How Much Does It Cost To Run A Gas Fireplace? (Find Out Now!)
Gaslight fireplaces are a very nice feature to have in the home. They can provide an ambiance that sometimes can not be achieved with an electric fireplace. They also have benefits for those that might live in areas that are at risk for power outages.
However, gaslight fireplaces are not without worry. Some people worry about the cost of running a gaslight fireplace in their home. So, how much does it cost to run a gas fireplace?
The average cost to run a gas fireplace is $0.70 per hour, and propane fireplaces cost $2.30 per hour. It costs $125 to annually maintain a gas fireplace and another $225 to install an electrical outlet for the fireplace. The average gas fireplace costs $2,000 to build between labor, materials, and add-ons.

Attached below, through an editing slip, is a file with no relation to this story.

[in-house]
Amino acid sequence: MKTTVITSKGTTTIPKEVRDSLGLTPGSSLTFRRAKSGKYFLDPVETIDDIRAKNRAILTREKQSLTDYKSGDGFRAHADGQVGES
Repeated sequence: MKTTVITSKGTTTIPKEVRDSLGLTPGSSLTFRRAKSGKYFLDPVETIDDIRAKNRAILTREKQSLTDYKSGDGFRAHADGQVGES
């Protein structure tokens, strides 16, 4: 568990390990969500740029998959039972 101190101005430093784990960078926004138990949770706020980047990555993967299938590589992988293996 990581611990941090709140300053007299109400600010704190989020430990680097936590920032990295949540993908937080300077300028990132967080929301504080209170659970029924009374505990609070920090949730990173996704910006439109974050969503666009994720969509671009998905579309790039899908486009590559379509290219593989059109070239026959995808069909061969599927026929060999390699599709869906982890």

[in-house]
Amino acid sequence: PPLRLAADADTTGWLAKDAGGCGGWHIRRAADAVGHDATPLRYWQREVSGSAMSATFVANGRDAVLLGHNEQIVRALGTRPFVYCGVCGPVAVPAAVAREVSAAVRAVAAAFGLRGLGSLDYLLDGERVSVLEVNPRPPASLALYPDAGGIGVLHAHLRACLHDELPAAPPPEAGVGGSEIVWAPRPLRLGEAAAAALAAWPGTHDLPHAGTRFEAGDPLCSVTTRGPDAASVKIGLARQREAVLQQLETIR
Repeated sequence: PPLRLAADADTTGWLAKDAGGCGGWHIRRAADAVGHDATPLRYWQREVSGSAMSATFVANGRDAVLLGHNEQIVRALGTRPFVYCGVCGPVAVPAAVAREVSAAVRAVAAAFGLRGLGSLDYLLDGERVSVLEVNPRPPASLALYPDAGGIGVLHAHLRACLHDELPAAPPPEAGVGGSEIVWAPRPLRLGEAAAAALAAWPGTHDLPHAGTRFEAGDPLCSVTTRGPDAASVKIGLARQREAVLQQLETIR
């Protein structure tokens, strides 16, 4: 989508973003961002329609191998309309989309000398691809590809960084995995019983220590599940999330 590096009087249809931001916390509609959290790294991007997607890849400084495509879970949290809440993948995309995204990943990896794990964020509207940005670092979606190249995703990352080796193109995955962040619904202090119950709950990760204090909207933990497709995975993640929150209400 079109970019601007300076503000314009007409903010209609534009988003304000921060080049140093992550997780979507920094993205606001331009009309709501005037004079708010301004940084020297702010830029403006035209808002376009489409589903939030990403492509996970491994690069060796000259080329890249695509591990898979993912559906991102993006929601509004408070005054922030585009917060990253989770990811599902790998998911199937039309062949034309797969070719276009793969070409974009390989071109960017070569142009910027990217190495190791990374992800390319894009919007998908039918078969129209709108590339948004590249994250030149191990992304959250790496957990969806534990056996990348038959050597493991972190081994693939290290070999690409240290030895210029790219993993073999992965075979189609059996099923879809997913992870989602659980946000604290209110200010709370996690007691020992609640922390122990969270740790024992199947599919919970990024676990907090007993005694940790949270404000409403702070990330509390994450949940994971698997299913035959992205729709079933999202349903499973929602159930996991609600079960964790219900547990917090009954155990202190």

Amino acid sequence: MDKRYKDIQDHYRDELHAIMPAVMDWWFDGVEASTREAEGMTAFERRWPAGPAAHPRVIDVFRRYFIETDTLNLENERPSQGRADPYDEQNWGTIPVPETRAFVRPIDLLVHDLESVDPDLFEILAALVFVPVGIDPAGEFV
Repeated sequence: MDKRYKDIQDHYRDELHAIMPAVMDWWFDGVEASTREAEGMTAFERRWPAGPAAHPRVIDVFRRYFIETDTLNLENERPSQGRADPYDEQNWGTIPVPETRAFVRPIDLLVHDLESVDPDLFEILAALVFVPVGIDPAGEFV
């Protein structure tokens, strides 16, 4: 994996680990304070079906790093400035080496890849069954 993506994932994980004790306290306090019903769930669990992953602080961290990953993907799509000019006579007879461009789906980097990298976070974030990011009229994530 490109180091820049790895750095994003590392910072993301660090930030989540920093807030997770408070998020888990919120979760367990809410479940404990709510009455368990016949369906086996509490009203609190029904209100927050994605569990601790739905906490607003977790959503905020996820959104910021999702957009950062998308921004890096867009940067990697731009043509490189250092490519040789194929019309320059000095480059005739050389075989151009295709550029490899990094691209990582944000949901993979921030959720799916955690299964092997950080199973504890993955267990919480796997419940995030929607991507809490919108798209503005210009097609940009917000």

How Does a Gaslight Fireplace Work?
Gaslight fireplaces use natural gas instead of wood to heat a room. It looks like a traditional wood fireplace, but instead of wood, it ignites with the push of a spark button. This saves effort and the costs of burning and cutting wood.
It does mean that you will need a natural gas line in your home fireplace. These can be installed into a previously traditional fireplace and is generally cheaper this way. Cost breakdowns are essential to consider in the different variations of gaslight fireplaces.
3 Different Types of Gaslight Fireplaces
There are three venting options when installing a gas fireplace.
1. Natural Vent
A natural vent is sometimes called a B vent. It uses the present chimney from the traditional fireplace.
It will exhaust the by-products of the gaslight fireplace to the outside by using a flexible liner. They also have a single pipe installed within the chimney.